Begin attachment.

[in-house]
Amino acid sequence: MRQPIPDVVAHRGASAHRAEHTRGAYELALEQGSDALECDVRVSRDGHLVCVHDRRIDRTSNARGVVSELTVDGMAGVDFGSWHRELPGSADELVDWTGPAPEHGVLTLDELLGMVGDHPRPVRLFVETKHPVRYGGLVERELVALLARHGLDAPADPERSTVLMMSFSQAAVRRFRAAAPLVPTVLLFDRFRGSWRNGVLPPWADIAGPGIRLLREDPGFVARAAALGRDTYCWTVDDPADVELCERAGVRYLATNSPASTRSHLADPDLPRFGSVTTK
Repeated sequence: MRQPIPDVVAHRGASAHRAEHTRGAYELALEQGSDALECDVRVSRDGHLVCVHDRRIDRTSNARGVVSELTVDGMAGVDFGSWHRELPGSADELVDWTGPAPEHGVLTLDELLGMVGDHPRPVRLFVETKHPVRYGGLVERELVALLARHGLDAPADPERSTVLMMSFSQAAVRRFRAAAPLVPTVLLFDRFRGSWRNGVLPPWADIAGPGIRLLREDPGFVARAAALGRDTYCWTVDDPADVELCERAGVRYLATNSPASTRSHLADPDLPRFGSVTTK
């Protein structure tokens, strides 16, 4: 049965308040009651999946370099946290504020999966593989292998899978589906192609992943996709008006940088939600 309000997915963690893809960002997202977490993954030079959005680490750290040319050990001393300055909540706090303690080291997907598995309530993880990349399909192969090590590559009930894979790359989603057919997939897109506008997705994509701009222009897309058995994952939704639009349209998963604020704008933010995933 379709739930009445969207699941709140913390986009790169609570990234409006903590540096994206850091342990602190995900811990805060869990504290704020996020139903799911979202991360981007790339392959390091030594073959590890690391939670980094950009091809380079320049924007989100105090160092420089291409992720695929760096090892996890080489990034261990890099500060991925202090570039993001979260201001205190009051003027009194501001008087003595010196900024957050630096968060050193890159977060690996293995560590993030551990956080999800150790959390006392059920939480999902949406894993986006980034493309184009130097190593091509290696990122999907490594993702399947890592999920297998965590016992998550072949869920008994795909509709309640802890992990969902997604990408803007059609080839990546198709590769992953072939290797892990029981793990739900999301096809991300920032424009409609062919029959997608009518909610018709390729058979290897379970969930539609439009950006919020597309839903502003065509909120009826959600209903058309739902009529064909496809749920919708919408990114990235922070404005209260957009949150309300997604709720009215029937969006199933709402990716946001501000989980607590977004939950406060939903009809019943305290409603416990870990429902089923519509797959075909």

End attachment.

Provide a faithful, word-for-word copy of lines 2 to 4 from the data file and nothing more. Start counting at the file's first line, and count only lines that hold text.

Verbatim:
Amino acid sequence: MRQPIPDVVAHRGASAHRAEHTRGAYELALEQGSDALECDVRVSRDGHLVCVHDRRIDRTSNARGVVSELTVDGMAGVDFGSWHRELPGSADELVDWTGPAPEHGVLTLDELLGMVGDHPRPVRLFVETKHPVRYGGLVERELVALLARHGLDAPADPERSTVLMMSFSQAAVRRFRAAAPLVPTVLLFDRFRGSWRNGVLPPWADIAGPGIRLLREDPGFVARAAALGRDTYCWTVDDPADVELCERAGVRYLATNSPASTRSHLADPDLPRFGSVTTK
Repeated sequence: MRQPIPDVVAHRGASAHRAEHTRGAYELALEQGSDALECDVRVSRDGHLVCVHDRRIDRTSNARGVVSELTVDGMAGVDFGSWHRELPGSADELVDWTGPAPEHGVLTLDELLGMVGDHPRPVRLFVETKHPVRYGGLVERELVALLARHGLDAPADPERSTVLMMSFSQAAVRRFRAAAPLVPTVLLFDRFRGSWRNGVLPPWADIAGPGIRLLREDPGFVARAAALGRDTYCWTVDDPADVELCERAGVRYLATNSPASTRSHLADPDLPRFGSVTTK
């Protein structure tokens, strides 16, 4: 049965308040009651999946370099946290504020999966593989292998899978589906192609992943996709008006940088939600 309000997915963690893809960002997202977490993954030079959005680490750290040319050990001393300055909540706090303690080291997907598995309530993880990349399909192969090590590559009930894979790359989603057919997939897109506008997705994509701009222009897309058995994952939704639009349209998963604020704008933010995933 379709739930009445969207699941709140913390986009790169609570990234409006903590540096994206850091342990602190995900811990805060869990504290704020996020139903799911979202991360981007790339392959390091030594073959590890690391939670980094950009091809380079320049924007989100105090160092420089291409992720695929760096090892996890080489990034261990890099500060991925202090570039993001979260201001205190009051003027009194501001008087003595010196900024957050630096968060050193890159977060690996293995560590993030551990956080999800150790959390006392059920939480999902949406894993986006980034493309184009130097190593091509290696990122999907490594993702399947890592999920297998965590016992998550072949869920008994795909509709309640802890992990969902997604990408803007059609080839990546198709590769992953072939290797892990029981793990739900999301096809991300920032424009409609062919029959997608009518909610018709390729058979290897379970969930539609439009950006919020597309839903502003065509909120009826959600209903058309739902009529064909496809749920919708919408990114990235922070404005209260957009949150309300997604709720009215029937969006199933709402990716946001501000989980607590977004939950406060939903009809019943305290409603416990870990429902089923519509797959075909």